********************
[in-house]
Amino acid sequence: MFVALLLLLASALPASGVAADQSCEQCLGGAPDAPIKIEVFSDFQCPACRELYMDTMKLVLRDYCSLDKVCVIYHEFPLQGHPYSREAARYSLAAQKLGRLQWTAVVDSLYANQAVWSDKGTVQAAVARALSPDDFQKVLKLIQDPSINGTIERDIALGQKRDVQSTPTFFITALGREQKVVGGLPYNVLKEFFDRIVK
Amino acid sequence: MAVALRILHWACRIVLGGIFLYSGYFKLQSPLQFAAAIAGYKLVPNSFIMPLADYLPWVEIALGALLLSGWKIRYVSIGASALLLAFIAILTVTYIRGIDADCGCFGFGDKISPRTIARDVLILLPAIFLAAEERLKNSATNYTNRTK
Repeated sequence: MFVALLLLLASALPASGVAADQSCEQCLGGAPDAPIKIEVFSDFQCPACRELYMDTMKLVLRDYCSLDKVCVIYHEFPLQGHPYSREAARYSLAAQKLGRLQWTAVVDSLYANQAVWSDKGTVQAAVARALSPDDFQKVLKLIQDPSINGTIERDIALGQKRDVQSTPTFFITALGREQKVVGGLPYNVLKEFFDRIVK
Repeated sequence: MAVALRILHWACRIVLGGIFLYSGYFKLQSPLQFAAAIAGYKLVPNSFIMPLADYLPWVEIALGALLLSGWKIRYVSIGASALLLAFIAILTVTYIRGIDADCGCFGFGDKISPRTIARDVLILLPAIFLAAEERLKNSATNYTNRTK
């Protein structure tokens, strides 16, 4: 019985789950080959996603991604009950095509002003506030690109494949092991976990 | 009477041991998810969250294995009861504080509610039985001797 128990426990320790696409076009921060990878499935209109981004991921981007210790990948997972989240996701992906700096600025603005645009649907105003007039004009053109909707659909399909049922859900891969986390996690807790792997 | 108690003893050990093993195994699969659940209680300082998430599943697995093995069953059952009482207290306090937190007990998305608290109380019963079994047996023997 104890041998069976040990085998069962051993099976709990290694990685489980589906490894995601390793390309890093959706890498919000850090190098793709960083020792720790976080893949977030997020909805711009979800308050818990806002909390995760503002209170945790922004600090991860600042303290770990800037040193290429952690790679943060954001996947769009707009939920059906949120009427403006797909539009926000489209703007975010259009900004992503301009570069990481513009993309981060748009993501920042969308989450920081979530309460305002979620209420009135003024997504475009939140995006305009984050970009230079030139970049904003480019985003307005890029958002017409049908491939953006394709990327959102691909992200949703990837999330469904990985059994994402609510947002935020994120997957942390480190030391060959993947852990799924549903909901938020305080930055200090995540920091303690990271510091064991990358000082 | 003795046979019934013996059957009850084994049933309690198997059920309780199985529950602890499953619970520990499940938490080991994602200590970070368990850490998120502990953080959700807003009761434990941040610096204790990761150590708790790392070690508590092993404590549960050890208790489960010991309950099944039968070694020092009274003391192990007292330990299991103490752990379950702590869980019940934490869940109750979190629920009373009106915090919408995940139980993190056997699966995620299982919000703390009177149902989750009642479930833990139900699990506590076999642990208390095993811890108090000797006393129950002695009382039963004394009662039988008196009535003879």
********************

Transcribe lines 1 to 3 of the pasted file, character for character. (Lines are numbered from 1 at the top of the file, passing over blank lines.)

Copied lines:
[in-house]
Amino acid sequence: MFVALLLLLASALPASGVAADQSCEQCLGGAPDAPIKIEVFSDFQCPACRELYMDTMKLVLRDYCSLDKVCVIYHEFPLQGHPYSREAARYSLAAQKLGRLQWTAVVDSLYANQAVWSDKGTVQAAVARALSPDDFQKVLKLIQDPSINGTIERDIALGQKRDVQSTPTFFITALGREQKVVGGLPYNVLKEFFDRIVK
Amino acid sequence: MAVALRILHWACRIVLGGIFLYSGYFKLQSPLQFAAAIAGYKLVPNSFIMPLADYLPWVEIALGALLLSGWKIRYVSIGASALLLAFIAILTVTYIRGIDADCGCFGFGDKISPRTIARDVLILLPAIFLAAEERLKNSATNYTNRTK